Opinion: When They See Us – If You Can’t, Don’t.

Sometimes, you just can't.
By now you know that Ava Duvernay‘s limited series ‘When They See Us’ premiered on Netflix last week.  When They See Us is a four-part mini-series that tells the story of the Central Park Five.
Yesterday, I text back and forth with 8 people that were not ready to watch #WhenTheySeeUs.    
 
I freed them.
I told them not to.
In fact, I told them never to.
Especially if they KNEW they couldn’t handle it.
 
This pain – the pain that we feel collectively, is real. It pierces. It wounds. It lingers. It lingers! Exclamation intended. It cuts deep. There is healing for this pain. The problem with that healing is that it most often comes from the same place of our pain. That isn’t just ridiculous, it’s dangerous. So, be cognizant. Everyone may not be like you. They may not have a tribe. A tribe of love and conversation needed to help them unpack the visuals of what is still a harsh truth in this country most of us pledge allegiance to.  We have to understand that it is okay for people to be in different places.  Culturally, that needs to be acceptable, despite the fact that it’s wildly unpopular to combat a trending series with ‘no, I’m not watching.’ Game of Thrones taught us that. 
I write this after concluding Part II. I, in so many ways, can’t help but feel a bit numb. I had been wrestling internally with whether or not I would watch since I heard about Ava making the film. The trailer was triggering. When it released last week, I deliberately avoided watching for fear that I’d unravel at some point over the weekend–a weekend in which I had planned to disconnect. I went across the country to catch up with some old friends and got a chance to see the living legend Anita Baker. I silenced my alerts and social media. I was not ready. I did not engage. I did not respond. I …wasn’t ready.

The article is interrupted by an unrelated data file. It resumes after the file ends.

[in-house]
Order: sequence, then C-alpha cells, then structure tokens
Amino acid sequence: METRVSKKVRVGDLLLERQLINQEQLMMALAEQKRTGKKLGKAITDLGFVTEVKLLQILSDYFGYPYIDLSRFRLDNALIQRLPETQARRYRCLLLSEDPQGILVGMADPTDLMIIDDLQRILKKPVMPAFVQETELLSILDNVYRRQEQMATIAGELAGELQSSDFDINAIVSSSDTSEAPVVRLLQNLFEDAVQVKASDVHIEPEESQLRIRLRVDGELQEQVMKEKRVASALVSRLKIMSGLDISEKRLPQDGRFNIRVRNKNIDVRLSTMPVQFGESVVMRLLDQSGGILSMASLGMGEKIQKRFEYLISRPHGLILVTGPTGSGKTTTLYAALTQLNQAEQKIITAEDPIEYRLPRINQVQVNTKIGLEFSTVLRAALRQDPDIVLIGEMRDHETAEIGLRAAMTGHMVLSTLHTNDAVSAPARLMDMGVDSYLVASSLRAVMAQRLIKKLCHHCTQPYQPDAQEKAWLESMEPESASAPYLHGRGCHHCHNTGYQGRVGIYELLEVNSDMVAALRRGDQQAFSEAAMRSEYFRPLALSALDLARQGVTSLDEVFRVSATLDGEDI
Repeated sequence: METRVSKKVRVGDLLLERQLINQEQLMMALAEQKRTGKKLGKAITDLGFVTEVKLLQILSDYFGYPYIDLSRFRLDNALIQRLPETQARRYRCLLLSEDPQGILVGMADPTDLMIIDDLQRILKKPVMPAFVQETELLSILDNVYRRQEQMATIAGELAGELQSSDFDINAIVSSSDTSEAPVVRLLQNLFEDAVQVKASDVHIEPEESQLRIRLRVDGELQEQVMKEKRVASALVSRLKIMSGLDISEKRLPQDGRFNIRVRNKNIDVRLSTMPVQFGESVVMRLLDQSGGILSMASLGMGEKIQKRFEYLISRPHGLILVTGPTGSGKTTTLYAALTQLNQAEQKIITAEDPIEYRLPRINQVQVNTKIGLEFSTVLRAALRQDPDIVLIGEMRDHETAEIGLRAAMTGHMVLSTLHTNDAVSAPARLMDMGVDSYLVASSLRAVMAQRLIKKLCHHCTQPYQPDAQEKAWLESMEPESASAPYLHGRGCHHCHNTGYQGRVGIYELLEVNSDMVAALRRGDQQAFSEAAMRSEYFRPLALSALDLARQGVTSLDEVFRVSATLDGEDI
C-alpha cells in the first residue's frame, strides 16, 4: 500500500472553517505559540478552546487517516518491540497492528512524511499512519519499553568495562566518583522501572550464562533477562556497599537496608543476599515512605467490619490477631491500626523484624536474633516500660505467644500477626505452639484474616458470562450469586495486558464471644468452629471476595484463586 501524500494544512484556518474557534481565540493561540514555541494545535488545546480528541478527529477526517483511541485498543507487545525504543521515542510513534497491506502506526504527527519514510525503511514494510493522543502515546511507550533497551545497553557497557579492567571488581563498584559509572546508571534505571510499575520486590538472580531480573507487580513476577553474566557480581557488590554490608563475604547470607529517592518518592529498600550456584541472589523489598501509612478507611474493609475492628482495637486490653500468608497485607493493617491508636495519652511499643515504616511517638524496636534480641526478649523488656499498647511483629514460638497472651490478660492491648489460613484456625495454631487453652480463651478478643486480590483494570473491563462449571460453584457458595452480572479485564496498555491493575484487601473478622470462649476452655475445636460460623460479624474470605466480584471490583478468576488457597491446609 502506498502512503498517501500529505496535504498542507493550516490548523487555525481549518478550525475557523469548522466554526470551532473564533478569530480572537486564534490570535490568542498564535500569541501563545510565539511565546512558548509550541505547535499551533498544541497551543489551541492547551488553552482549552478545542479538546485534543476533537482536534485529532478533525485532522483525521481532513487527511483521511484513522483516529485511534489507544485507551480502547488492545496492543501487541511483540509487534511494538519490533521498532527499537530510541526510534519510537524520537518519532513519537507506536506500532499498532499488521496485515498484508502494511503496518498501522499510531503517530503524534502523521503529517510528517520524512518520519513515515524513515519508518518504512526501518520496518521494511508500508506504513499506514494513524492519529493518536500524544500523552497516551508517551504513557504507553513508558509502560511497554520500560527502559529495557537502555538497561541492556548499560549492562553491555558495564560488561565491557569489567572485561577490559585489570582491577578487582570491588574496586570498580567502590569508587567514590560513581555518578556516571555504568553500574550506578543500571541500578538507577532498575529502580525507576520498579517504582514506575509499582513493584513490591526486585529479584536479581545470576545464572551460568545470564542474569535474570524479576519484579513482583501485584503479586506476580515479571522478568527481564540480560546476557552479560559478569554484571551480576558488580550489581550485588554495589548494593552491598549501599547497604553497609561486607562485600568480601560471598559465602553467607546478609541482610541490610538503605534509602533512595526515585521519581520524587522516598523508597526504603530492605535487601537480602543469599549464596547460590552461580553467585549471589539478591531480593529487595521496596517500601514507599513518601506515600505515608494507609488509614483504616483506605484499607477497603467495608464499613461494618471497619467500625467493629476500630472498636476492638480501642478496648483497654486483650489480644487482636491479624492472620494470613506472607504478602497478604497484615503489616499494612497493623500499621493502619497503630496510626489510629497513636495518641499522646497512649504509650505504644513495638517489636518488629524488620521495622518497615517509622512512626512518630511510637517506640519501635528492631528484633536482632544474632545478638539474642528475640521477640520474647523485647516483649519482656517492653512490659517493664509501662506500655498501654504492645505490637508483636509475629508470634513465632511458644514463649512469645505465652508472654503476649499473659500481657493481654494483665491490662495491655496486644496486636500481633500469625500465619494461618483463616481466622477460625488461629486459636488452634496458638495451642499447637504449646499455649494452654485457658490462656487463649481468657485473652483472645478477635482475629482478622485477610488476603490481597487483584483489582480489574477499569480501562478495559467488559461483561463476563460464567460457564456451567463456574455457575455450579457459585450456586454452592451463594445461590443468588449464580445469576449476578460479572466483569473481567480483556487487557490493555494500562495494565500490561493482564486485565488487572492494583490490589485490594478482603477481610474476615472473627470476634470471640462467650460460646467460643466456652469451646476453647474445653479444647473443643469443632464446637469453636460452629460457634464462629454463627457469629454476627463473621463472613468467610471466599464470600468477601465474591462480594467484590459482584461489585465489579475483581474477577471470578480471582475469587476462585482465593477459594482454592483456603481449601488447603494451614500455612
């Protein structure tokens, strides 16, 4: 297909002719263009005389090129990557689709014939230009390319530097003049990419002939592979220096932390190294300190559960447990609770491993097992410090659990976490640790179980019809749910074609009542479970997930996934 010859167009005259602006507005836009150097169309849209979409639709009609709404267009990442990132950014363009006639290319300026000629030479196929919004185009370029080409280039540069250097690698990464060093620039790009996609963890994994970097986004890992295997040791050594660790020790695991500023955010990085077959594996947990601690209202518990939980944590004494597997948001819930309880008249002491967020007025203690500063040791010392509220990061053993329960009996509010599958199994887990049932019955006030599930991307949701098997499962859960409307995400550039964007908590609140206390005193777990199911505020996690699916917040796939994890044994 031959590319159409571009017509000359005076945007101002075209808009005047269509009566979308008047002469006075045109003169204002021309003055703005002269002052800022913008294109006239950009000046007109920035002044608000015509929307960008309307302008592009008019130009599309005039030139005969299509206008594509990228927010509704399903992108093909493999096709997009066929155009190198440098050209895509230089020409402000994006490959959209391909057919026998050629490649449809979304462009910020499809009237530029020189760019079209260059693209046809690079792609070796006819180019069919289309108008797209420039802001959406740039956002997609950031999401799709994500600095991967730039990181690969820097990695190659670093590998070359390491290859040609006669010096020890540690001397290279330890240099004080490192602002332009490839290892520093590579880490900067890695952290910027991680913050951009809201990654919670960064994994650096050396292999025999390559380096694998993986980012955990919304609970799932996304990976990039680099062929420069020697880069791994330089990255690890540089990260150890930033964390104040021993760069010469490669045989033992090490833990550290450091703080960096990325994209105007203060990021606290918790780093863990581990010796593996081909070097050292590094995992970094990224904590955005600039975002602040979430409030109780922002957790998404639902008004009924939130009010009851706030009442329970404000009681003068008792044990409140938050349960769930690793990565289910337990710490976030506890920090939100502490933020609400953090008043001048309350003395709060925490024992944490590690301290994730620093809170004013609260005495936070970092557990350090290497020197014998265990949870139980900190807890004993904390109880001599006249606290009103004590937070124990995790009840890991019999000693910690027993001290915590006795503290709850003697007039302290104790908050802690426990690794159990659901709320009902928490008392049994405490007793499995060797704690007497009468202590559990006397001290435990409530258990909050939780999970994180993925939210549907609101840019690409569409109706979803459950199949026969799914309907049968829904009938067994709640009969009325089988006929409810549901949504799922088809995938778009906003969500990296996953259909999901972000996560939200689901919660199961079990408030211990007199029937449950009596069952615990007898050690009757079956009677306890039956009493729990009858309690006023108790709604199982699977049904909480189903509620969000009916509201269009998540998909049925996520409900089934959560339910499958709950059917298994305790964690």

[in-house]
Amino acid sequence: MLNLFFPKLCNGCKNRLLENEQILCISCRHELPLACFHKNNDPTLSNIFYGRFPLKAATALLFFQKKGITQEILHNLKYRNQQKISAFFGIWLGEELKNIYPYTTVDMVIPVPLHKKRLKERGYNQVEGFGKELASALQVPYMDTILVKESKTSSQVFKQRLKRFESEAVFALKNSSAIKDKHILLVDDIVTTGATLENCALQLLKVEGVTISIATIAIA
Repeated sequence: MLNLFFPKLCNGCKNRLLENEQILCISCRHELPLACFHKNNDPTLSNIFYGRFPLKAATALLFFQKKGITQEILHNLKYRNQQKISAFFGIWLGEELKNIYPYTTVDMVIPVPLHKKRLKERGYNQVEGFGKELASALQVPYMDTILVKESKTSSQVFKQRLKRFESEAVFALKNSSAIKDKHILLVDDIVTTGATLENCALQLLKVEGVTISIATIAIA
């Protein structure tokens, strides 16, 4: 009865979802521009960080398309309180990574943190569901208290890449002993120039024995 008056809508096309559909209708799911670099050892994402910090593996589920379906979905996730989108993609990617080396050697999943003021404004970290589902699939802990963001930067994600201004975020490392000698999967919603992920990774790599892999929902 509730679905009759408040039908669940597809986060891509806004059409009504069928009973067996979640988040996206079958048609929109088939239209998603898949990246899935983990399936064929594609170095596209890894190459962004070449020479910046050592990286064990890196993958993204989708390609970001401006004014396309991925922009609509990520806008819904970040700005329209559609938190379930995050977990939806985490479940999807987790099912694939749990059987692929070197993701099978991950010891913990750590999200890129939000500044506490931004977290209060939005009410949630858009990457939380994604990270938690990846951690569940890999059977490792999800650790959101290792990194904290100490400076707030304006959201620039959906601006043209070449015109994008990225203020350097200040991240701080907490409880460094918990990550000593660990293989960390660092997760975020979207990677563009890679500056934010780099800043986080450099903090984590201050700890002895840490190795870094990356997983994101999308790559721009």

As my weekend came to an end, I thought it apropos to discuss the series with my west coast bros. At the mention, one of them-almost before the words could come out of my mouth-exerted a strong NO. I paused, because I already knew. He exclaimed that it wasn’t the cliche ‘I’m tired of seeing these stories about us when everything is still the same’ but the ‘I don’t want to take myself to that head space. I have to see these people at work tomorrow…’ Damn.
 
How real is that? How real is it that we share our stories and experiences over and over? We share them in safe spaces. We share them with our non-black ‘friends’. We share them in our ‘multi-cultural’ churches. We share them with our politicians. We share them without prompting. We share them with prompting. We share them through pain. We share. Nothing changes. Nothing fucking changes. But we share.
 
When They See Us is us sharing, yet again. My hope and desire is that we support this work, as it shines light on many disparities that have been detrimental to our community for decades. This detriment – specifically for the black community – is unacceptable, but it is the life that we know. If you can watch it, share it (hopefully with those of a different hue) and breathe, do so.
 
If you can’t, don’t. Don’t feel judged. Don’t feel bad.
 
You deserve.
We deserve.
Momma Dee was on to something when she said, I deserve.
Because, I do.
When They See Us is now streaming on Netflix. 

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Alex Haynes is Editor-At-Large/NYC Editor at Urban Newsroom, Executive Editor at UNR's Black News Alerts and the host of Unmuted Nation on BossFM. Alex joined Urban Newsroom in 2010 and contributes regular op-ed and editorial pieces while advising the columnist and contributing staff.

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